- On the top row, list the most important features or functionality for your needs. (Add more columns as needed.) In the worksheet above, we have filled in some sample criteria.
- List each software program under consideration in the first column.
- Go down your list and score each program from 0 (worst) to 5 (best) on how it rates on the individual criteria.
- On the second row (underneath the factors), rank each factor in terms of relative importance on a scale of 0 (unimportant) to 5 (critical). You may have multiple factors of the same importance. (Examples in the above table.)
- Multiply the score in each column by the factor’s relative importance to get a weighted score.
- Add each software’s weighted scores across the row.
- The highest total score is your winner.
Avoiding Pitfalls with IWMS and Computer-Aided Facilities Management Software Implementation
Choosing the best software tool isn’t the end of your work. CAFM and IWMS specialists say there can be many pitfalls to successful implementation. Below are some of the most common obstacles:
- Lack of buy-in from all stakeholders
- Absence of an advocate in senior management
- Failing to identify all component processes
- Missing or inaccurate data.
James Thomassen of CAFM-consulting firm RSC points out that lack of leadership and buy-in from senior management is a frequent problem. “It is common for departments to put up roadblocks if there is not a top-down mandate and they do not see any gain for their participation,” he says. “It is critical to have corporate real estate and IT input on the workability of any CAFM tool.”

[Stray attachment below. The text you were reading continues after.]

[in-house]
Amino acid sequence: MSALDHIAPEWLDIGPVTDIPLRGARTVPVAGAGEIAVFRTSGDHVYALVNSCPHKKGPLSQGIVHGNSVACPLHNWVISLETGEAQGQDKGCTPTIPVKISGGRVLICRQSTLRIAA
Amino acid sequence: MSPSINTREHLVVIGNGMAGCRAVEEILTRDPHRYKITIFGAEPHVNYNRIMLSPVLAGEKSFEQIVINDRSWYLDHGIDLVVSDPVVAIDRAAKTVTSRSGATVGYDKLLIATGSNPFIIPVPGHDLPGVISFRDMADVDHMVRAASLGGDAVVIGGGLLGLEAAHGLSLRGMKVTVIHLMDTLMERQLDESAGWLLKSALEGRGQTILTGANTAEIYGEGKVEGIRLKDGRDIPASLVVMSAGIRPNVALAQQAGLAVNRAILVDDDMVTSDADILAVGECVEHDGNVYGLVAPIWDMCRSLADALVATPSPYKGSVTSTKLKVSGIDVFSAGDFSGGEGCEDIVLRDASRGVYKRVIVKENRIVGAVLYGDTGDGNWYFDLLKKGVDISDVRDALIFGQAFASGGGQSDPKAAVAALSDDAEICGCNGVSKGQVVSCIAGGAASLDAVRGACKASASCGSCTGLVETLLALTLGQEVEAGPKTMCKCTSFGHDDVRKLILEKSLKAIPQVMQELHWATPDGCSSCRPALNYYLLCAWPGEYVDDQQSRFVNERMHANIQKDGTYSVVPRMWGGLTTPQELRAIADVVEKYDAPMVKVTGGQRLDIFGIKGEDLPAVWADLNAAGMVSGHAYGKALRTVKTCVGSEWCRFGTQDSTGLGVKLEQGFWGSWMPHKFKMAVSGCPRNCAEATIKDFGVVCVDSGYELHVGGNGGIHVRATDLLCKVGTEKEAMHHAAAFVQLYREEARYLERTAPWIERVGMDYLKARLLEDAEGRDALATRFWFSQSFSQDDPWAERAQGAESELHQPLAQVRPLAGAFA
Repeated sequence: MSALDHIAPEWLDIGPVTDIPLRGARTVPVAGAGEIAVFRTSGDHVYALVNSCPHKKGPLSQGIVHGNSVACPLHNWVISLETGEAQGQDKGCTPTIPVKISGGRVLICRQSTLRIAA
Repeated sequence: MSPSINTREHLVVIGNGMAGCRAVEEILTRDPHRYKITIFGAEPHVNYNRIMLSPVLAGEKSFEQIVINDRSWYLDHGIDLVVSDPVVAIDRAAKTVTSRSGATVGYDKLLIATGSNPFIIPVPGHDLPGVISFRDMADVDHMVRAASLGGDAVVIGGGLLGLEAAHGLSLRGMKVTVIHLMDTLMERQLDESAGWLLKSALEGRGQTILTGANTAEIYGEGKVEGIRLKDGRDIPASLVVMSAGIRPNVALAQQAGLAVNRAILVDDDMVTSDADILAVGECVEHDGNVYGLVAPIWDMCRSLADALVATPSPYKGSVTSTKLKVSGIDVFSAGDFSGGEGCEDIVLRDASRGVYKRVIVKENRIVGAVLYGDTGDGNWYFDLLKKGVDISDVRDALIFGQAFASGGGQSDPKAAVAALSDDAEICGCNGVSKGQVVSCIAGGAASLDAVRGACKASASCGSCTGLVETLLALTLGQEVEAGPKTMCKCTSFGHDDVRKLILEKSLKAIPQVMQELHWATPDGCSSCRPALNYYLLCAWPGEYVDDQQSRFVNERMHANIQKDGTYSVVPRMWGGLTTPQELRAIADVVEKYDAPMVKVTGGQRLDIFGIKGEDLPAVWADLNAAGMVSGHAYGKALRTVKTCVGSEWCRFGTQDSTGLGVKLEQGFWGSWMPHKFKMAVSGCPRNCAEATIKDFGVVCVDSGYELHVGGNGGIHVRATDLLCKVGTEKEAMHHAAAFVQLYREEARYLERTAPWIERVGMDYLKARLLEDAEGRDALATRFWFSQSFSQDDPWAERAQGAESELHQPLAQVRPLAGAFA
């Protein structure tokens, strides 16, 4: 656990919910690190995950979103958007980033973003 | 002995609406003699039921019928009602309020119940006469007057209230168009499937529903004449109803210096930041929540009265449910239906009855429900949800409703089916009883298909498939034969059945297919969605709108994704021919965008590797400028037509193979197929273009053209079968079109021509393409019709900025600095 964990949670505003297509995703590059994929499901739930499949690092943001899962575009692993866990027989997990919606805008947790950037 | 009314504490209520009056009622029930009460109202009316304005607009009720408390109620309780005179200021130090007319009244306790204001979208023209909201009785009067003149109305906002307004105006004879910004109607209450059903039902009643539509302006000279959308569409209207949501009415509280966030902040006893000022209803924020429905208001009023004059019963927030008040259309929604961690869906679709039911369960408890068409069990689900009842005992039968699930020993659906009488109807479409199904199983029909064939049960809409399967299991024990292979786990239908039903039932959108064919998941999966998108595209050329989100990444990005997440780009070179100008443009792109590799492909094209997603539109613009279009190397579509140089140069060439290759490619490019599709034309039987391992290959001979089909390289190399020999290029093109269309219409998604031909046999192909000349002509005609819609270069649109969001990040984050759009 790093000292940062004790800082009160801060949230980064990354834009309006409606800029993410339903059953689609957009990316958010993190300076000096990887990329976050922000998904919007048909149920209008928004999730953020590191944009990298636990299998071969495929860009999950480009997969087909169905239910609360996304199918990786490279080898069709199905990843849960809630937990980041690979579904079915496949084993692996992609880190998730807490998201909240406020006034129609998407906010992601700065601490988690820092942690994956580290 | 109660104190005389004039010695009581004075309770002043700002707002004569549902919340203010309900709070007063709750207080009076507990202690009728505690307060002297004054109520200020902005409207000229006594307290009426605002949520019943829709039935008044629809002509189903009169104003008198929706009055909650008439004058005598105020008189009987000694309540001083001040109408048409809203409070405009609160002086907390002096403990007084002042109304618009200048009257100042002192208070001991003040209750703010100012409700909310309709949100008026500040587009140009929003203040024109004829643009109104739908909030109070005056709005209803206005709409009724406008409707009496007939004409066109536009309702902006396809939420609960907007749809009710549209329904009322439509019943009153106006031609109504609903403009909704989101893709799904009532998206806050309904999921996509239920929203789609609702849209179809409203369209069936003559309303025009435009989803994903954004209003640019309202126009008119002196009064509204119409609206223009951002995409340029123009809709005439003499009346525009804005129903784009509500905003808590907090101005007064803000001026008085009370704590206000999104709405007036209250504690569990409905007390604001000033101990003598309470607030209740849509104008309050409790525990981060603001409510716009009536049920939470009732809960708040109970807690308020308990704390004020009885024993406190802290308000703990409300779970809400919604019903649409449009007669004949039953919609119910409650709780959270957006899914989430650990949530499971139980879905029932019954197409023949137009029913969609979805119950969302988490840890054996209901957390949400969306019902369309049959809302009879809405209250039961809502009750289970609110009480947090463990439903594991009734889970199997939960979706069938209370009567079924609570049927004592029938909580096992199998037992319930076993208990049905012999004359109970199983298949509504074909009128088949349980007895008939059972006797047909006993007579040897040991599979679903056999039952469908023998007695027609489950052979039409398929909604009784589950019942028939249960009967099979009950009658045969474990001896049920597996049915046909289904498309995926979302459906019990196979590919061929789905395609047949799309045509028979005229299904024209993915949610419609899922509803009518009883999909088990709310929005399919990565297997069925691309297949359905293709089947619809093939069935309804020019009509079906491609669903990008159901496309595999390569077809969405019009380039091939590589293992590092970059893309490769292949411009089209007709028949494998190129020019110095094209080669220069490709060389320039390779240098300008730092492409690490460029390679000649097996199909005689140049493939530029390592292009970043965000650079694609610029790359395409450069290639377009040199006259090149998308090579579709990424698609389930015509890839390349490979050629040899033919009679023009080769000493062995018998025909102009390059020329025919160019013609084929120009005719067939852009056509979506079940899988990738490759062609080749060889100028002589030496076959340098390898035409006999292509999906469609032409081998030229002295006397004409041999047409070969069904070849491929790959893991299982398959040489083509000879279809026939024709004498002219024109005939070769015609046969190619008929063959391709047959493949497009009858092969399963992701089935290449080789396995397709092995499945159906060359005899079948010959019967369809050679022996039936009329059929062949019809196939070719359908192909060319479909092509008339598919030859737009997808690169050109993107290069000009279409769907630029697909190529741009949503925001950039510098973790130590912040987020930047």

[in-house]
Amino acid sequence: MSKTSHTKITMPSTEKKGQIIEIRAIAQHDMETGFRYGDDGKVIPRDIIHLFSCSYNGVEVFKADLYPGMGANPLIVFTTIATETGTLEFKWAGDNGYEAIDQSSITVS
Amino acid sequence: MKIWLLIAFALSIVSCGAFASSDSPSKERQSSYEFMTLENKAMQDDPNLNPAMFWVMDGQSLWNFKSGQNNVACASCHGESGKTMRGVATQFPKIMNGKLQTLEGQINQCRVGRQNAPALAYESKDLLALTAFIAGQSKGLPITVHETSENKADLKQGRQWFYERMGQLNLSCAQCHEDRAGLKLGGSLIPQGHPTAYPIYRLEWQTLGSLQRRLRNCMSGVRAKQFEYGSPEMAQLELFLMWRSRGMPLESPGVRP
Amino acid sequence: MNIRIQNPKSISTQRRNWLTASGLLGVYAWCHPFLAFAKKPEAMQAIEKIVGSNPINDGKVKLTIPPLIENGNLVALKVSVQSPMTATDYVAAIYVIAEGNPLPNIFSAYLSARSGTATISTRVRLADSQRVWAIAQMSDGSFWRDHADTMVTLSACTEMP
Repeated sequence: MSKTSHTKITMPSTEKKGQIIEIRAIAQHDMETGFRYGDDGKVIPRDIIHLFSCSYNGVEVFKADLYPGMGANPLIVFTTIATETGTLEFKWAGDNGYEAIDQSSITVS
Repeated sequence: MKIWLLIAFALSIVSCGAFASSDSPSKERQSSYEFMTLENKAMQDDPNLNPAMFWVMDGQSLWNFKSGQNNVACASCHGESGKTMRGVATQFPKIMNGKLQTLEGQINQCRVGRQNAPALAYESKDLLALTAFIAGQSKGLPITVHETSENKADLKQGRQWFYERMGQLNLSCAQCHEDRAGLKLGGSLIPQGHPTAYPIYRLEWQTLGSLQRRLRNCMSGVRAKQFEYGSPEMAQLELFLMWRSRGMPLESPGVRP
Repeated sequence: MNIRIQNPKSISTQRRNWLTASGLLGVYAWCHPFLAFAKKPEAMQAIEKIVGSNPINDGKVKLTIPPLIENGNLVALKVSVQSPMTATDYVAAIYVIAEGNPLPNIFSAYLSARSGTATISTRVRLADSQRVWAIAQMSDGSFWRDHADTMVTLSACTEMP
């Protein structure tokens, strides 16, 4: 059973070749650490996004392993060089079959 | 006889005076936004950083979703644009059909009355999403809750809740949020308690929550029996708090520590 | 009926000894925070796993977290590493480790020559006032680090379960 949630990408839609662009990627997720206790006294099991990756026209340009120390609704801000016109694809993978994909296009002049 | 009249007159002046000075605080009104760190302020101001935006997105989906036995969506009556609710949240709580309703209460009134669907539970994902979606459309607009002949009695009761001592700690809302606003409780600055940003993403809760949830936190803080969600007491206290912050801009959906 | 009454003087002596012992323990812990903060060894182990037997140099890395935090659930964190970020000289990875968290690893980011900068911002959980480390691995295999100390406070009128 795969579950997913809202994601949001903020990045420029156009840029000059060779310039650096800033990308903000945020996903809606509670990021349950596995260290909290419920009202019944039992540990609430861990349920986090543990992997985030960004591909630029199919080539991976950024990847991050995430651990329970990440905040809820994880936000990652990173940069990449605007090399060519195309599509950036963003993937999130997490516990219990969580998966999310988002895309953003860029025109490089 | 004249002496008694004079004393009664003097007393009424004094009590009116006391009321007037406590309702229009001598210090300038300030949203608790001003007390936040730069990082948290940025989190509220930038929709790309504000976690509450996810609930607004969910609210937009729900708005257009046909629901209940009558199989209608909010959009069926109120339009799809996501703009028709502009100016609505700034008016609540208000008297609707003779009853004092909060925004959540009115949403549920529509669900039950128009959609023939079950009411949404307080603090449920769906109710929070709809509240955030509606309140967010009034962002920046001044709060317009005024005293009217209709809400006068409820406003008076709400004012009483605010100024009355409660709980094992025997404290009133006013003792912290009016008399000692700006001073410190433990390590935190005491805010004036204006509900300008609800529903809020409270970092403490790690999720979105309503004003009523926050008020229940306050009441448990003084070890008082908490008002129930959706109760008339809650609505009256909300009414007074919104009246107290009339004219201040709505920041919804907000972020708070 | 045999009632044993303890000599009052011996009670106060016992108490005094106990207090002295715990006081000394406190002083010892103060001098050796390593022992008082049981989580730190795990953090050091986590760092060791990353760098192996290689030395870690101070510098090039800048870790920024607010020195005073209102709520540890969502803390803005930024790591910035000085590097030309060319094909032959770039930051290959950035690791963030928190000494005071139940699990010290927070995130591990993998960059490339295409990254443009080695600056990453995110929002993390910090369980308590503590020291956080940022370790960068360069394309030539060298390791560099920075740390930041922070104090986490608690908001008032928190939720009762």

Alevras of Archibus mentions rushing ahead can cause problems. “A lot of people try to jump in and get data, and they are not aligning the right kind of resources. They try to speed up the process.”
Thomassen also stressed that it is important for employees to only have access to the information they need or want. “Information overload will cause the tool to not be used and [users to] lose confidence in the information, and without a filter on information, end users may ‘self-move’ or do other types of mischief nullifying what information that you do have,” he said.
Short of Software Advice has found three big factors in CAFM implementation success. “First, organizations must have a goal in place for the software. What are the exact results they want to achieve? Secondly, companies need a plan in place. This requires gathering the invested departments—executives, maintenance, and facilities personnel—to define roles for using the system. Finally, a CAFM implementation needs the commitment of the entire organization to work at its best because improving facilities utilization typically involves altering the behavior of building occupants,” he said.
Successful implementation of CAFM systems starts with a comprehensive IT strategy and roadmap for its real estate and facilities operations before investing in any new system to avoid spending on technology that is not the right fit, Doane of Technology, JLL notes. “Understand your requirements before researching CAFM systems. Our firm often works with clients to identify their end-to-end needs and determine whether they need a CAFM, CMMS, or an IWMS, or a combination of tools, and how best to configure the system for their purposes. Without clearly defined requirements, you can inadvertently make the wrong decision,” Doane said.
Investing in change management and training-for-adoption are crucial. You should also have a plan upfront for how you will maintain and manage the software and also the data and drawings. Doane adds, “Neglecting this decision can be costly down the road, especially if you do not have a process for data governance or system changes.”